With far too many lovely authors doing events (not complaining!), we had to miss a couple. Liz Kessler was on, but we run into her over lunch where she tries to sell my photographer a camera part. And signs her book. Cathy Cassidy we also had to miss, although we find her after her book signing for a brief chat and photo session. She praises the book festival, and we reminisce about when it was we first met, which tends to happen when people realise Daughter is no longer as young as she once was.

The MCBF have laid on sandwiches for the authors and we squeeze into the green room to watch them eat and catch up with friends. Adèle Geras and Mary Hoffman turn up together, and soon after Kevin Brooks walks in and so does Keith Gray a little later. Nice cups of tea are offered by the green room volunteers, one of whom has written a children’s cheese mystery, which I simply will have to hear more about. We get our books out for some signatures, and Mary gives Daughter a silver mosaic tile, as featured in her latest Stravaganza novel.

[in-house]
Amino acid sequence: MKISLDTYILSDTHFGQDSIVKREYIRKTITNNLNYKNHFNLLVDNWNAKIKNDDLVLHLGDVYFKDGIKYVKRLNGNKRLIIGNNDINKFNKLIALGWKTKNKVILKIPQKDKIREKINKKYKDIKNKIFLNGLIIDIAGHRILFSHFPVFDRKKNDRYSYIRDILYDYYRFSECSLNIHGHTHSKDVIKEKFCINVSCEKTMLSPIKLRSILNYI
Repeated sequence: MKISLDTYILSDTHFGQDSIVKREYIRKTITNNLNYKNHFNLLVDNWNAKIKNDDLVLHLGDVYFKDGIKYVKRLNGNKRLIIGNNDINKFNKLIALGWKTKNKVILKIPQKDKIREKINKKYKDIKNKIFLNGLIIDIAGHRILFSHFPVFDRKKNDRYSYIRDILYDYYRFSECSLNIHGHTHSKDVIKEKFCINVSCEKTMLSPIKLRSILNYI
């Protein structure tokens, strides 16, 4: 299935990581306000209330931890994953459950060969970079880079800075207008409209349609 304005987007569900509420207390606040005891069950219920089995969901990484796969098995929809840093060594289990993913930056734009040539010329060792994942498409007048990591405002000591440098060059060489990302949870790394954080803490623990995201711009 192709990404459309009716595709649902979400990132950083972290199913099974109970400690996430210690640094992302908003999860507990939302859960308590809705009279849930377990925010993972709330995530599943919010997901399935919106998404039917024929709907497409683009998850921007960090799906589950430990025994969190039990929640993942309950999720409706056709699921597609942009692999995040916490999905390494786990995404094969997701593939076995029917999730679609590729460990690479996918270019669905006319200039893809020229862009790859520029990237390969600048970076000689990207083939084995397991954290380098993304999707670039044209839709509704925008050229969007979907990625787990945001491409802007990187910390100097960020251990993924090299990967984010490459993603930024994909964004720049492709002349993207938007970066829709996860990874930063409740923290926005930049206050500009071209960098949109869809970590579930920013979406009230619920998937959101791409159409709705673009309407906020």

Mary Hoffman

After being fed Adèle and Mary go to their shared event on romantic historical fiction, which is really good. They take turns asking each other questions, rather like television presenters. Mary says she created her own parallel Italy in order to avoid readers looking for historical discrepancies, and Adèle admits to having introduced lemons into ancient Greece. They discuss when some period becomes history, and decide that the 1980s qualify.